Faculty Profile

Mary Coucoules

Mary Coucoules

Assistant Professor of Nursing

Email: coucou@spu.edu
Phone: 206-281-2610
Office: SHS 123

Education: ADN, Yakima Community College, 1981; BSN, University of Washington - Tacoma, 1997; MSN, Saint Mary’s University of Minnesota, Minneapolis Campus, 2000. At SPU since 2009.

Mary Coucoules began her career in the Neonatal Intensive Care Unit at Tacoma General Hospital as a staff nurse. In the early 1980s, she moved to Florida to work at Shands Hospital at the University of Florida; first as a neonatal intensive care nurse and then as a flight nurse for Shandscair, the neonatal flight program in Gainesville, Florida, which served Florida and the southeastern United States. In 1985, she relocated to San Diego to work at San Diego Children’s Hospital in the post-anesthesia care unit of the neonatal and pediatric intensive care units. Coucoules also worked as a pediatric research specialist with a focus on asthma and allergy.

Missing the weather of the Pacific Northwest, Coucoules returned to Washington to work in the Burn Intensive Care Unit at Harborview Medical Center in Seattle before being hired by Seattle Children’s as a pediatric flight nurse for Airlift Northwest.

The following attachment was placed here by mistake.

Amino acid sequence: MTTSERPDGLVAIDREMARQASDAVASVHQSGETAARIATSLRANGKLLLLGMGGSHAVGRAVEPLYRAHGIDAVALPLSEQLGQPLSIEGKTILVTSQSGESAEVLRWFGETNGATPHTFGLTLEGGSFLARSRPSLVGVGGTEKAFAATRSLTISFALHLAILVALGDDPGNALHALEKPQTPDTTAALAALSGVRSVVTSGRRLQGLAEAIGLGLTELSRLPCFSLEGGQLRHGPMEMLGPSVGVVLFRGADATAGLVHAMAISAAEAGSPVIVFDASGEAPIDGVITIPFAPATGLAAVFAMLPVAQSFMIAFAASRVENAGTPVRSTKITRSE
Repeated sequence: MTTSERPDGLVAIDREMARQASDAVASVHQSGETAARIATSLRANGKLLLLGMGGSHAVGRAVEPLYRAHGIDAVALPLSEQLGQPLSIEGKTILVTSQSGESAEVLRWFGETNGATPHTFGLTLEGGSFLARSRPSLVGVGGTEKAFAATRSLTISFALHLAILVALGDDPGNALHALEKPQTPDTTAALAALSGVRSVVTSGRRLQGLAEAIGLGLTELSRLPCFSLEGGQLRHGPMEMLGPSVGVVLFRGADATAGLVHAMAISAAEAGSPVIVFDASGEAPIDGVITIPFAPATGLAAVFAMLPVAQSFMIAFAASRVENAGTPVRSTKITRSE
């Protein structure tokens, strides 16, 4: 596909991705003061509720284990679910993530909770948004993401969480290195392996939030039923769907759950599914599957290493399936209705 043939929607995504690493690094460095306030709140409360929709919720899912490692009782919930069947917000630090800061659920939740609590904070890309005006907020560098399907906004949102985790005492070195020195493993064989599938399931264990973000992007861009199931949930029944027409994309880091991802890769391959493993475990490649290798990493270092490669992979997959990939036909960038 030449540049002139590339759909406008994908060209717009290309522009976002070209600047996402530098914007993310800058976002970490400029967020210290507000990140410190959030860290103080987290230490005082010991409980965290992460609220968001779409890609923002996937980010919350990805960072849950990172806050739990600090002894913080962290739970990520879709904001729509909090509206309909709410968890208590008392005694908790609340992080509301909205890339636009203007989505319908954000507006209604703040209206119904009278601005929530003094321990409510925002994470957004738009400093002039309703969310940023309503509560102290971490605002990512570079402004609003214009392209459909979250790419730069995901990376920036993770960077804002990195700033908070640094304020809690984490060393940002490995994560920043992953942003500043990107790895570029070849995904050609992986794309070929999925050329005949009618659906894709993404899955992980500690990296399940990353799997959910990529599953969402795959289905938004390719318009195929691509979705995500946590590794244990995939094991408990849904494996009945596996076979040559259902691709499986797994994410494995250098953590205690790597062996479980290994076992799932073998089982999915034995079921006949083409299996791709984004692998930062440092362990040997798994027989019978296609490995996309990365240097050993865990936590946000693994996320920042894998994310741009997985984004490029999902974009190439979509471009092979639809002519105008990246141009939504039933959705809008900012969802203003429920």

In 1998, she moved to Minnesota to pursue a master’s degree in anesthesia. She was credentialed as a CRNA for 10 years, working at the University of Washington Medical Center, Harborview Medical Center, and Group Health Cooperative, while also maintaining a solo CRNA practice in Bellevue.

After 28 years of clinical practice, she began her teaching career at Seattle Pacific University. Coucoules completed her doctorate in nursing leadership at Seattle University in June 2017.

In her off time, she enjoys backpacking, gardening, spending time with family, and doing small projects in her house.

Please see Mary Coucoules’ CV for additional information.

Why I Teach at SPU

Mary Coucoules, Assistant Professor of Nursing

“I am passionate about the nursing profession. At SPU, I have the honor of sharing my enthusiasm while teaching outstanding students focused on learning. Watching students’ progress into compassionate and competent providers is intensely gratifying and fuels my desire to continue working as an educator in the School of Health Sciences.”